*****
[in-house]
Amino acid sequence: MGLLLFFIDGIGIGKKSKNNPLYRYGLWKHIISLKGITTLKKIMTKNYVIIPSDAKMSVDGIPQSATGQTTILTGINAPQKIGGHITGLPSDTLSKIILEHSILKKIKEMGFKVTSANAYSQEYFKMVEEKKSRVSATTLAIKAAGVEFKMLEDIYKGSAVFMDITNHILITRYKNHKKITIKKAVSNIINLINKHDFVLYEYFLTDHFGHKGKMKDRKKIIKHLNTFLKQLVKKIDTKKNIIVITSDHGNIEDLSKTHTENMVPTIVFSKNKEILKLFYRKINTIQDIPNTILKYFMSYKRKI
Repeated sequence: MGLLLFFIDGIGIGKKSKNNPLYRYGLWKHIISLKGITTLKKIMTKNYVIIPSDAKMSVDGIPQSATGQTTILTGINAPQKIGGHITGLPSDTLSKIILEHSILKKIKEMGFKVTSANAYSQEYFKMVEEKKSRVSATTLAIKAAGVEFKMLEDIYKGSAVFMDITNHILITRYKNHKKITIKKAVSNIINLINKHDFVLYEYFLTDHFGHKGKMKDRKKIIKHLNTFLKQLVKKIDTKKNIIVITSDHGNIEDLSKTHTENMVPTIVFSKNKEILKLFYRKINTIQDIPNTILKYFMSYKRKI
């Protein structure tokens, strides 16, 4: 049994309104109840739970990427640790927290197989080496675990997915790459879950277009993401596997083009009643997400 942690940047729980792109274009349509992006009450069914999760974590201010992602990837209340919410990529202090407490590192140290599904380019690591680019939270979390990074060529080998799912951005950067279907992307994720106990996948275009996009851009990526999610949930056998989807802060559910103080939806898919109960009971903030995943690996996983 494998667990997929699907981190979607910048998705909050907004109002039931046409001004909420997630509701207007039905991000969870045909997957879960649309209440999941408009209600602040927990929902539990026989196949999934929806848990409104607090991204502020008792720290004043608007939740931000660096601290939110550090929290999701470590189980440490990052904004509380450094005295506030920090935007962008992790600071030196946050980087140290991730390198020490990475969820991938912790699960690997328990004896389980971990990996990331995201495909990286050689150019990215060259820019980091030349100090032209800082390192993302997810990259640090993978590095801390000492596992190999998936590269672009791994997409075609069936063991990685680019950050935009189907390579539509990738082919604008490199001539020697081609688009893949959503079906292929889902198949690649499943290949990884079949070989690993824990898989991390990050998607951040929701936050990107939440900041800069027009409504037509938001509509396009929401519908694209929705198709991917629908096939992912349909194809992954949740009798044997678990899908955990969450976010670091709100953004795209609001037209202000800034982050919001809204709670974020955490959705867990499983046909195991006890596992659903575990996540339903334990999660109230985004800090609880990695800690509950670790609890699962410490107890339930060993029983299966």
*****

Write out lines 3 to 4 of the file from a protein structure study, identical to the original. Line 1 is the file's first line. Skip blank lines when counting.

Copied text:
Repeated sequence: MGLLLFFIDGIGIGKKSKNNPLYRYGLWKHIISLKGITTLKKIMTKNYVIIPSDAKMSVDGIPQSATGQTTILTGINAPQKIGGHITGLPSDTLSKIILEHSILKKIKEMGFKVTSANAYSQEYFKMVEEKKSRVSATTLAIKAAGVEFKMLEDIYKGSAVFMDITNHILITRYKNHKKITIKKAVSNIINLINKHDFVLYEYFLTDHFGHKGKMKDRKKIIKHLNTFLKQLVKKIDTKKNIIVITSDHGNIEDLSKTHTENMVPTIVFSKNKEILKLFYRKINTIQDIPNTILKYFMSYKRKI
């Protein structure tokens, strides 16, 4: 049994309104109840739970990427640790927290197989080496675990997915790459879950277009993401596997083009009643997400 942690940047729980792109274009349509992006009450069914999760974590201010992602990837209340919410990529202090407490590192140290599904380019690591680019939270979390990074060529080998799912951005950067279907992307994720106990996948275009996009851009990526999610949930056998989807802060559910103080939806898919109960009971903030995943690996996983 494998667990997929699907981190979607910048998705909050907004109002039931046409001004909420997630509701207007039905991000969870045909997957879960649309209440999941408009209600602040927990929902539990026989196949999934929806848990409104607090991204502020008792720290004043608007939740931000660096601290939110550090929290999701470590189980440490990052904004509380450094005295506030920090935007962008992790600071030196946050980087140290991730390198020490990475969820991938912790699960690997328990004896389980971990990996990331995201495909990286050689150019990215060259820019980091030349100090032209800082390192993302997810990259640090993978590095801390000492596992190999998936590269672009791994997409075609069936063991990685680019950050935009189907390579539509990738082919604008490199001539020697081609688009893949959503079906292929889902198949690649499943290949990884079949070989690993824990898989991390990050998607951040929701936050990107939440900041800069027009409504037509938001509509396009929401519908694209929705198709991917629908096939992912349909194809992954949740009798044997678990899908955990969450976010670091709100953004795209609001037209202000800034982050919001809204709670974020955490959705867990499983046909195991006890596992659903575990996540339903334990999660109230985004800090609880990695800690509950670790609890699962410490107890339930060993029983299966």